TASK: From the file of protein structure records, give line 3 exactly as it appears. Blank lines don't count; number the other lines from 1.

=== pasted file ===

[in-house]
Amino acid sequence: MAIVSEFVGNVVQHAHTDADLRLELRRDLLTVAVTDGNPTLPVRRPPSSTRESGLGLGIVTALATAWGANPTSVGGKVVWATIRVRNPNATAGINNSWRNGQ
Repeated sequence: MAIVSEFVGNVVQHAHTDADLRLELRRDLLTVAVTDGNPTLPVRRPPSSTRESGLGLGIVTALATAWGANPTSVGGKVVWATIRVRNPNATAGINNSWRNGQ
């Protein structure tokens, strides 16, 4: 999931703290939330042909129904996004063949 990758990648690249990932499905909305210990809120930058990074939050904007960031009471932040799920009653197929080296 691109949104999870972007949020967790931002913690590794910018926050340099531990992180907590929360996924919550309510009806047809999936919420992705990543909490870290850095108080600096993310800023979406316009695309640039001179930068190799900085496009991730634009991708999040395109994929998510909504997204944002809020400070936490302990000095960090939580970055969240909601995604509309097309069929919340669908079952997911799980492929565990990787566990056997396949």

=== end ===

Repeated sequence: MAIVSEFVGNVVQHAHTDADLRLELRRDLLTVAVTDGNPTLPVRRPPSSTRESGLGLGIVTALATAWGANPTSVGGKVVWATIRVRNPNATAGINNSWRNGQ